Ever More Violent

The modern pirates of Somalia are no swashbuckling buccaneers. They are maritime bandits, disrupting one of the world’s busiest shipping lanes and costing the global economy billions. Recently, they’ve stepped up their brutality. What caused this piracy? How can it be stopped?

Somali pirates increase brutality
Pirates’ torture of kidnapped crew members is becoming commonplace.

By Tristan McConnell, Global Post

NAIROBI, Kenya — The crew of the Shiuh Fu-1 had been held hostage off the Somali coast for more than a year this January, when their captors took an exceptionally violent step to extract a $3 million ransom.

The pirates held down the Taiwanese trawler’s captain, Chao-I Wu, and sawed off his lower arm. Afterward, other crewmembers were forced to phone their relatives. They were allowed to talk just long enough to beg for their lives.

Wu’s shocking torture, reported by the Somalia Report website, is an extreme example of a dire trend toward harsh and violent abuse of hostages by Somali pirates.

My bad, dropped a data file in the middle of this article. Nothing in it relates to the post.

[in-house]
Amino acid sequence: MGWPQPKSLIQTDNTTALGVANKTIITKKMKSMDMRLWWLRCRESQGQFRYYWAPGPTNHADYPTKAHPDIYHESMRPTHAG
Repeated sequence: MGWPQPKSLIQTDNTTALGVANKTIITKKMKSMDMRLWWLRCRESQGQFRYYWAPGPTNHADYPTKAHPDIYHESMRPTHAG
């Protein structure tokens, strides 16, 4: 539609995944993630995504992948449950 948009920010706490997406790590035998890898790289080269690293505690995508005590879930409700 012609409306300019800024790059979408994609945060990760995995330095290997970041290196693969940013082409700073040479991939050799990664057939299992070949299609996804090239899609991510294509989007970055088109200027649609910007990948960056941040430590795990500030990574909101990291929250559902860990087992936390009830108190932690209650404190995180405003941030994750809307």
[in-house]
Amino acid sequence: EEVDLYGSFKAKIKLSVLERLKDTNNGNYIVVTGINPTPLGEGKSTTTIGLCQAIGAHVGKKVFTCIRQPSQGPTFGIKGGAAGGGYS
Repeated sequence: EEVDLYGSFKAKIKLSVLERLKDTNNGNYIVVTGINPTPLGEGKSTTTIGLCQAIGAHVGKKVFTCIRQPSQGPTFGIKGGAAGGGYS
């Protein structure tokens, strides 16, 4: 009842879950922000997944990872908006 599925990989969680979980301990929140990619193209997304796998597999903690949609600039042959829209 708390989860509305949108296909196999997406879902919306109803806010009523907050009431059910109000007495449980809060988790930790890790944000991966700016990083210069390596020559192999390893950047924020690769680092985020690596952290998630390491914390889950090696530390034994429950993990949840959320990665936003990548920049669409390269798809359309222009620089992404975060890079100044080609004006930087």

Both sides of the Somali pirate wars have escalated their tactics, and although there have been some successes, the problem appears to be metastasizing.

Despite patrols by navies from the US, Europe and Asia, piracy continues to plague Somalia’s 2,000-mile Indian Ocean coast, one of the world’s busiest shipping lanes. There were 237 attacks in 2011, up from 219 the previous year. Sixty-five crewmembers have died in the pirate wars over the last five years, and the violence against sailors is mounting, according to Save Our Seafarers, a maritime advocacy group.

Somali pirates committed 54 percent of the world’s attacks on ships in 2011, and they currently hold captive 14 ships, with 199 sailors awaiting ransom, according to the United Nations’ International Maritime Bureau.

Last year shipping firms paid ransoms averaging $5 million to free their vessels and crew. An estimated $160 million in ransoms was paid for 31 ships, but that’s just a fraction of the costs of Somali piracy, which runs as high as $6.9 billion a year.

Shippers are fighting back, deploying armed guards and novel weapons to ward off the assailants. Although the attacks by Somali bandits increased, successful hijackings decreased, from 49 to 28 as a result of increased security measures.

Still, the battle is far from won, and the………[access full article]

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